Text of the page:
Blurb from GoodReads: A group of three young thieves are pulled into a centuries old magical war between ancient beings, mages, and humanity in this wildly original debut epic fantasy. (The rest of the blurb can be read here.)
I think this will be one of the books that ended up disappointing me the most this year. I was so ready for a grimdark Six of Crows, grittier, bloodier, more desperate. As you can see my expectation of the book didn’t really line up with the blurb. I add stuff to my TBR and pick it up weeks later without ever reading the blurb, which is why it wasn’t what I was expecting.
This was mildly disappointing, but I could have adjusted easily enough if I had been told a good story. At the end of the day, that’s all I really care about, that I’m being entertained.
Well no, Maximus. As a matter of fact, I wasn’t entertained.
I have so many issues I don’t even really know where to begin. I’m baffled this went to print this way. It feels unfinished- like a second draft with most of the proofreading errors taken out. I found multiple typos, inconsistencies in the way words were spelled, characters popping into scenes where they shouldn’t be. One time I think Rat was called Spar and then went right back to being Rat, and another one Miren popped up when he should have been Haden (even better Miren was all the way across town, and the scene he wasn’t supposed to be in was sandwiched between two other Miren scenes. Imagine my confusion at him being in two places at once). This is not confusing because it’s complex, it’s confusing because it’s poorly edited. I actually had to stop at one point and double check that it wasn’t self published. I’ve read self-published books with fewer errors. Not sure what Orbit was thinking.
The plot was a cool concept poorly executed. For centuries across this steampunkish land, the gods have been battling each other- dragging Mortals down into their fights. Not sure why gods need mortals to fight for them, or even why they are fighting, but Guerdon’s gods are kept in check. Now someone wants to free them.
My issue with the execution is two fold. The first issue I have is that no one’s motivations make any sense. **SPOILERS** The alchemists want to melt down the Black Iron Gods (imprisoned in bells) and use them to make “god bombs” to stop the war and prevent them from coming back. Everyone agrees the Black Iron Gods are bad, yet everyone is also fighting the alchemists… why? I understand it will also kill the kept gods but as far as I can tell they aren’t doing a whole lot for anyone, and the kept gods end up dying anyway… wouldn’t it have been easier just to let the alchemists do it? Or to help them? **END SPOILERS**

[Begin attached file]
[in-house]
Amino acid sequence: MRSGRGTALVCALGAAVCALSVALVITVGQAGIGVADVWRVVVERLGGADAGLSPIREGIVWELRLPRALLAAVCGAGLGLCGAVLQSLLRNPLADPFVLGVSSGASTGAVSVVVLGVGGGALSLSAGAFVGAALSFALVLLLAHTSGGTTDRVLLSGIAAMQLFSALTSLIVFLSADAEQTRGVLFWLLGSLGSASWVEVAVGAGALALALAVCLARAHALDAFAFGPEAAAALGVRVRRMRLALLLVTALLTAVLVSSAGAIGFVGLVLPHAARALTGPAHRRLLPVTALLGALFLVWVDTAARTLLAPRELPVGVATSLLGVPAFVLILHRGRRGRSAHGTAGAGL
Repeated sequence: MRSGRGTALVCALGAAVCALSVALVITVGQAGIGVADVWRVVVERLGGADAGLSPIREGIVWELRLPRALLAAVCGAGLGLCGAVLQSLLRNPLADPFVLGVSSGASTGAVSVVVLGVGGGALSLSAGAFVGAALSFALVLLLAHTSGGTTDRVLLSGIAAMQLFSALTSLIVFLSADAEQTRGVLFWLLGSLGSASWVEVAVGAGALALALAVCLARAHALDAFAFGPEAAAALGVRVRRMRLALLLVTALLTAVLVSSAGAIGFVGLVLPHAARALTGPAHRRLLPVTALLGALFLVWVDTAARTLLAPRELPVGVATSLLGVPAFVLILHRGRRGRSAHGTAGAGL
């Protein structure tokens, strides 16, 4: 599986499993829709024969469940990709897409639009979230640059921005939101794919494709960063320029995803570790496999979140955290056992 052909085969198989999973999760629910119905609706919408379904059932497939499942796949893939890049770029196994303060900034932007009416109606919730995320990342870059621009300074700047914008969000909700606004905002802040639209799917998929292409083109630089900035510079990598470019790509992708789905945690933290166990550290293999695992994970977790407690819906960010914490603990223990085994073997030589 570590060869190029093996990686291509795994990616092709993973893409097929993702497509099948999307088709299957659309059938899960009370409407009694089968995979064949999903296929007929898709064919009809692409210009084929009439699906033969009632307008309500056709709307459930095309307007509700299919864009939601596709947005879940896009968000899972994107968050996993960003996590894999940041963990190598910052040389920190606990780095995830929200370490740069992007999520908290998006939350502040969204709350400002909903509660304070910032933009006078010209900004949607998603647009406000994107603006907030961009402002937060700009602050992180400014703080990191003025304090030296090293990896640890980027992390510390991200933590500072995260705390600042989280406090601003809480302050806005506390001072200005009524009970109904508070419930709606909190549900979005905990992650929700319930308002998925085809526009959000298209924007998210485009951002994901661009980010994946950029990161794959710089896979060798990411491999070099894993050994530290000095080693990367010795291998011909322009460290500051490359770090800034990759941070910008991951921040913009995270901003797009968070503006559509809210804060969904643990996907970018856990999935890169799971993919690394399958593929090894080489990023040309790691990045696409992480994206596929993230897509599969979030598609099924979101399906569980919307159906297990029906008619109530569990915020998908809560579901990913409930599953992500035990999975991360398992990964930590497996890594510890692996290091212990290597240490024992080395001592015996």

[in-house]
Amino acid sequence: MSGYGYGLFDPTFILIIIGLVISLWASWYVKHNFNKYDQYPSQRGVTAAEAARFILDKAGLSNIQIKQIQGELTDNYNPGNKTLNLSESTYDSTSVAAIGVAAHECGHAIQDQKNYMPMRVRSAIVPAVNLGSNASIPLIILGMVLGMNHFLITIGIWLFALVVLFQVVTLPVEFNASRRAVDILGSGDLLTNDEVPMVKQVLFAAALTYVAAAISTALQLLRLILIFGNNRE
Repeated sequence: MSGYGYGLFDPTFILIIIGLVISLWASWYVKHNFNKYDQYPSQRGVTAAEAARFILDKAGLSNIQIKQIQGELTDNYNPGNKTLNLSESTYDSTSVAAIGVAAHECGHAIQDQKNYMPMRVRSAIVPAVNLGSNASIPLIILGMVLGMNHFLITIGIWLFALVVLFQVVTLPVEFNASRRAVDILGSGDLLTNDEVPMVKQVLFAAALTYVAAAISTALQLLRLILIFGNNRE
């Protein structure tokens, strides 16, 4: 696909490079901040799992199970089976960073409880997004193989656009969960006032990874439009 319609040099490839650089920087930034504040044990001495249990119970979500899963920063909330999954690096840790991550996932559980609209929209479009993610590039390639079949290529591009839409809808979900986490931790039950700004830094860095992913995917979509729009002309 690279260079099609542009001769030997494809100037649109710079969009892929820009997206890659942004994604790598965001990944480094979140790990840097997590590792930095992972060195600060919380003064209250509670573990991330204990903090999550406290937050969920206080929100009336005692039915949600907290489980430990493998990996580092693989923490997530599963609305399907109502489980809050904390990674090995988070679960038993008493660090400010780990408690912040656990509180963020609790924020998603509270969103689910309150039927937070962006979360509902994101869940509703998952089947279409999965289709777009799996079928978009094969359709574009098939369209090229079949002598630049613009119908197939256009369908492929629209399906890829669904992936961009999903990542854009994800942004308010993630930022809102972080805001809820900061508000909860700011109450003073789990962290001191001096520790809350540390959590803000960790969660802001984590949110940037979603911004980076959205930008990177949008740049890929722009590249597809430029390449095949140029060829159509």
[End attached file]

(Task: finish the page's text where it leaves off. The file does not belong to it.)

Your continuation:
The second part of my upset with the execution comes from the fact that this is largely a metaphysical tale. I say Godswar and you’re thinking a war of titanic proportions right? Buildings crumbling, swords flying, heroes and villains.
Wrong. Mostly it’s someone having an out of body experience and observing everything from a distance. It was incredibly boring. This is largely personal preference but I like the up close and personal battle scenes. There were none to be had. Aleena comes close with her more physical abilities and her sainthood and flaming sword, but a lot of the action scenes fade to black in some misguided attempt to build suspense into the plot. There isn’t any.
The book is so hung up in its own world building, in its pages upon pages of raptequine horses and Tallowmen and alchemical weapons that it forgot to describe the action. Don’t get me wrong- the world building was very cool. It had lots of fun elements that felt unique. But it wasn’t enough to keep me engaged and wanting more.
There are some really odd sex scenes thrown in that one of the MCs constantly thinks about afterwards, that destroyed her character in its entirety. They were bizarre and so out of left field any mention of them immediately withdrew me from the story. They detracted from the MCs character and took her from feeling whole to feeling flimsy. Especially when the partner is described as inexperienced and clumsy in the very first line of their hookup. It was very painfully obvious at that point, that she had been written by a man. If the two characters had been in love, it might have been acceptable. If there had even been a few lines introducing their attraction for each other, it might have been acceptable. The way it’s told here, I suspect will ring incredibly false to most women.
Rat’s character and Jere’s character largely feel useless. Characters were killed that pop backup in the epilogue, apparently alive and well. In the beginning there are references to ongoing riots that are never witnessed.
I thought it was supposed to be grimdark but it felt more like New Adult to me. Cari carries around a “knife” she barely uses. When she does use it, it feels pretty lame. Cari slashed at the grotesque monster tentacles with her knife. What exactly were you expecting to come of that Cari? You don’t kill god-monsters with a knife. I just wanted it to be more. If you’re going to write a sex scene- really write a sex scene. If you’re going to make it bloody, make it gory. I know I probably have unreasonable expectations when it comes to this, Constant Reader that I am, but when you sell me something as grimdark those are the expectations that come with it.
I feel bad writing this because I wanted to love it. If it had been edited properly and dropped 200 pages of world building and description and a couple POVs I might have… but for now I just don’t have many nice things to say about it and I can’t recommend it. Maybe an update from Orbit can fix the kindle version, but unfortunately for the hardback I guess it’s too late.